During the penal period of the 1500s to the 1700s in England, Catholics had no legal rights.  They could not hold office and were subject to fines, jail and heavy taxes.  It was a capital offense to say Mass, and hundreds of priests were martyred.

Occasionally, English Catholics resisted, sometimes foolishly.  One of the most foolish acts of resistance was a plot to blow up the Protestant King James I and his Parliament with gunpowder.  This was supposed to trigger a Catholic uprising against the oppressors.  The ill-conceived Gunpowder Plot was foiled on November 5, 1605, when the man guarding the gunpowder, a reckless convert named Guy Fawkes, was captured and arrested.  He was hanged; the plot fizzled.

November 5, Guy Fawkes Day, became a great celebration in England, and so it remains.  During the penal periods, bands of revelers would put on masks and visit local Catholics in the dead of night, demanding beer and cakes for their celebration: trick or treat!

Guy Fawkes Day arrived in the American colonies with the first English settlers.  But by the time of the American Revolution, old King James and Guy Fawkes had pretty much been forgotten.  Trick or treat, though, was too much fun to give up, so eventually it moved to October 31, the day of the Irish-French masquerade.  And in America, trick or treat wasn’t limited to Catholics.

The mixture of various immigrant traditions we know as Halloween had become a fixture in the United States by the early 1800s.  To this day, it remains unknown in Europe, even in the countries from which some of the customs originated.

But what about witches?  Well, they are one of the last additions.  The greeting card industry added them in the late 1800s.  Halloween was already “ghoulish,” so why not give witches a place on greeting cards?  The Halloween card failed (although it has seen a recent resurgence in popularity), but the witches stayed.

So too, in the late 1800s, ill-informed folklorists introduced the jack-o’-lantern.  They thought that Halloween was Druidic and pagan in origin.  Lamps made from turnips (not pumpkins) had been part of ancient Celtic harvest festivals, so they were translated to the American Halloween celebration.

The next time someone claims that Halloween is a cruel trick to lure your children into devil worship, I suggest you tell them the real origin of All Hallows Even and invite them to discover its Christian significance, along with the two greater and more important Catholic festivals that follow it.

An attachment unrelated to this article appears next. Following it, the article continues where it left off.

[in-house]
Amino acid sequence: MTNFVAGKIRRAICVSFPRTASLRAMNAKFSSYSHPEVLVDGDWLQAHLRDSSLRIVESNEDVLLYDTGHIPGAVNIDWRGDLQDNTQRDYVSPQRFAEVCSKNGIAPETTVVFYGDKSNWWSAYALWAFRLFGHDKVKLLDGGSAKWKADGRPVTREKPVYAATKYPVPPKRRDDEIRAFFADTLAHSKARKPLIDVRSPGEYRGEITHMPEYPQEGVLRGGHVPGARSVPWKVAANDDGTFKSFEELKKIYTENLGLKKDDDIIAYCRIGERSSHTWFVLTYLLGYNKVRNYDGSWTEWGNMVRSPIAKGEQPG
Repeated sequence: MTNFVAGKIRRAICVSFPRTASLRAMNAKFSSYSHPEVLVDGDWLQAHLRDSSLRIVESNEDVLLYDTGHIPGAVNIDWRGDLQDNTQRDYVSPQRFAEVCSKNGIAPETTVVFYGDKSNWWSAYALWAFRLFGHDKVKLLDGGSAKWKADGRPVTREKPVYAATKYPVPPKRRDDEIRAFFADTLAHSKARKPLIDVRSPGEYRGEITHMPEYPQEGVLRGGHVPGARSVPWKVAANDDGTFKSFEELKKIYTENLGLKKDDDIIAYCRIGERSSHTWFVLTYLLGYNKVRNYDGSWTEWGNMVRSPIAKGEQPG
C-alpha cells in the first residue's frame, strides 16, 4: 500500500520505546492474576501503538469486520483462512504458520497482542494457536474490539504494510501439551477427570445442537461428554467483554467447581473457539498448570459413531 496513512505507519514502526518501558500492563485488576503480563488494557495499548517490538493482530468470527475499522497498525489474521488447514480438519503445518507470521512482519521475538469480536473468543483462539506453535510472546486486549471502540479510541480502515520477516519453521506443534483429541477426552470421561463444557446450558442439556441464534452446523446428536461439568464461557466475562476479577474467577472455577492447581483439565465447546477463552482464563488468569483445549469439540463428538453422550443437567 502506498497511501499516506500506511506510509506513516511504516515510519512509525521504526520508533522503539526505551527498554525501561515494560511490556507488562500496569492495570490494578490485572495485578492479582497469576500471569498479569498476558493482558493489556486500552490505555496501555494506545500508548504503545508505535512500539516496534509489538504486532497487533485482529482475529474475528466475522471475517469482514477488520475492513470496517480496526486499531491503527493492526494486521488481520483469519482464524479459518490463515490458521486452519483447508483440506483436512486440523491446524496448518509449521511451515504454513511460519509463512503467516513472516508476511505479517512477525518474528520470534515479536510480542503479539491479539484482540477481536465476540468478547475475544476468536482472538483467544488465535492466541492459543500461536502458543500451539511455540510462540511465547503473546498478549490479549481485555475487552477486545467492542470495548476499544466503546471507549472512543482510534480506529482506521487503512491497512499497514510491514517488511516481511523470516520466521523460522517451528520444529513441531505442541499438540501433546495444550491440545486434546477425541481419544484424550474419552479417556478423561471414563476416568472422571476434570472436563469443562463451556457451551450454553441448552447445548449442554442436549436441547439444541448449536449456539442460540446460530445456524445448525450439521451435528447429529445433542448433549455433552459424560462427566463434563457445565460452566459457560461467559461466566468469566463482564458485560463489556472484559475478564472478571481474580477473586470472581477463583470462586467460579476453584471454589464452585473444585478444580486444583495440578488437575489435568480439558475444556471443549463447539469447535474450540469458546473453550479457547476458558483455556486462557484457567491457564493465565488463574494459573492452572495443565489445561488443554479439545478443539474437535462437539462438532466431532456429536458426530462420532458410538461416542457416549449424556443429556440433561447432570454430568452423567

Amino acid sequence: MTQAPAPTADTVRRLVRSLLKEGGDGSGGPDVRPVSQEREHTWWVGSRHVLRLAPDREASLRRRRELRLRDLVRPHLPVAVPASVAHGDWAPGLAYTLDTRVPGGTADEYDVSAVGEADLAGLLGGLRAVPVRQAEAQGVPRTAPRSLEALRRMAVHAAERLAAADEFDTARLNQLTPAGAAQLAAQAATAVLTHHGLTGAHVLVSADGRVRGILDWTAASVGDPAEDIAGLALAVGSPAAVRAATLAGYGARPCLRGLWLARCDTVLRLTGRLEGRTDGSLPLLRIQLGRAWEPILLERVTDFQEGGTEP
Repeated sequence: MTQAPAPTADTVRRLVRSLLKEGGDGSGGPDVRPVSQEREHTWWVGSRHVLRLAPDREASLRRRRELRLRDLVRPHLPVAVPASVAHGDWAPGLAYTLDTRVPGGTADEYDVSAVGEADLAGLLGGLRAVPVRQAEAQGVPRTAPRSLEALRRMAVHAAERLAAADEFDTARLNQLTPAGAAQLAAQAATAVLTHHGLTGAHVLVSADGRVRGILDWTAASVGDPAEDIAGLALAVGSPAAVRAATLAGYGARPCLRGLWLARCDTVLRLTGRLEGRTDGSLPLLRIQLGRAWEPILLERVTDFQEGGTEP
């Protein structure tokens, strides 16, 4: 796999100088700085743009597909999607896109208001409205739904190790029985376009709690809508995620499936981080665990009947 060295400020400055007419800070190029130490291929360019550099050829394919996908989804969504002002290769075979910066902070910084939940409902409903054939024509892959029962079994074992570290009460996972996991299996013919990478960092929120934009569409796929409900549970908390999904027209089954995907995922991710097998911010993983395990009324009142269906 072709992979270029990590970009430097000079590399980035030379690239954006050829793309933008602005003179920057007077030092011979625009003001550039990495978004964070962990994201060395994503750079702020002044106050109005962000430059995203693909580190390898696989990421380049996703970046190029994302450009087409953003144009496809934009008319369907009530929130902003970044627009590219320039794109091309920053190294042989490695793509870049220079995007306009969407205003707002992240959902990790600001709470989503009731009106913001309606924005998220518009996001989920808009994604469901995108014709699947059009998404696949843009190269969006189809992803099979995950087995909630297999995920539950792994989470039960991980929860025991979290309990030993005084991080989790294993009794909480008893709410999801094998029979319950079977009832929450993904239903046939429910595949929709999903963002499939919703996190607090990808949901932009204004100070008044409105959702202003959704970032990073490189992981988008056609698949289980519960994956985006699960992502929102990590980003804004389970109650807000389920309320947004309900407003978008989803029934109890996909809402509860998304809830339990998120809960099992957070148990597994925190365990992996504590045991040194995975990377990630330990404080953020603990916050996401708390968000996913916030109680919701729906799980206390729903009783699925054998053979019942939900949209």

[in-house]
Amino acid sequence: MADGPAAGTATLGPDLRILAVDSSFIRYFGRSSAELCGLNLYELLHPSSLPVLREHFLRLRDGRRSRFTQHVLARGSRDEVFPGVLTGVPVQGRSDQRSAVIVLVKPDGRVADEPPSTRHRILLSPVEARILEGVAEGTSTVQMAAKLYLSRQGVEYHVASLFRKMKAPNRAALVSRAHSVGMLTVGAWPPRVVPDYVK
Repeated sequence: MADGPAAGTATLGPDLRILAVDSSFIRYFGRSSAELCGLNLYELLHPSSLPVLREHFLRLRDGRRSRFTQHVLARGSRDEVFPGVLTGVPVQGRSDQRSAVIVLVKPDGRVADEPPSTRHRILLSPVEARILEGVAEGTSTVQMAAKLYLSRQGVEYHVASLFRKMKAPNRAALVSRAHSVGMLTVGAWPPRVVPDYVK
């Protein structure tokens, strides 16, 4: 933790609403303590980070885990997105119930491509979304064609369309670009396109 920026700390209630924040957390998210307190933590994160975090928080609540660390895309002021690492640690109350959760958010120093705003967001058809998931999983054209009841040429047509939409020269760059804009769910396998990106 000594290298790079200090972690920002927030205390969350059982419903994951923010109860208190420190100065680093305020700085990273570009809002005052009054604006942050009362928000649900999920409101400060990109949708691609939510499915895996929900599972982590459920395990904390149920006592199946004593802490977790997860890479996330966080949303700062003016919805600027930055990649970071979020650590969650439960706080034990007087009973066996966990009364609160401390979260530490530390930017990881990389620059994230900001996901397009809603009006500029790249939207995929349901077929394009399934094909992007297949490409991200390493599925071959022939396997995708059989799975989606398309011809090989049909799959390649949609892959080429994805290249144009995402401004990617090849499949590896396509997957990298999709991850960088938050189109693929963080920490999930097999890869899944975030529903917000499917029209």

Father Augustine Thompson, O.P., was an associate professor of religious studies at the University of Virginia when he wrote this; he is now Professor of History at the Dominican School of Philosophy and Theology for the Dominican Province of the Holy Name.

Thursday, October 27, 2011

Fall Retreat Reflections: Breaking Into the Darkness

I was doing some reading the other day and came across a few quotes that correspond to our experience on Fall Retreat.  The first is from Von Balthasar:

"Man's alienation from God has so buried in oblivion so many of man's own deepest aspects [of being, that veneration of self, that true self-awareness] that these can be brought up again into the light of memory and human self-understanding only through God's Incarnation."

The push away from God, which has become more and more apparent in recent years, and into his own projects has shifted man and woman's view from one capable of looking up to see the heights of humanity and down to fathom its lows, to one focused in a purely horizontal fashion - that which lies in the pleasures and desires on earth.  Into this sort of doldrum existence we often find ourselves (it seems like its symptoms are boredom and self-centeredness) the Incarnation shines light and reveals to man and woman what they were really created for.

The second quote is from Fr. Giussani, an Italian priest who passed away several years ago:

"The Christian something new, extraneous, which comes from outside and therefore is something unthinkable, that canned be supposed, that cannot be traced back to any reconstruction of our own, but that breaks in on life...This encounter opens my eyes to myself, spurs on an unveiling of me, shows that it corresponds to what I am: it makes me aware of what I am, of what I want, because it makes me understand that what it brings is just what I want, that it corresponds to what I am."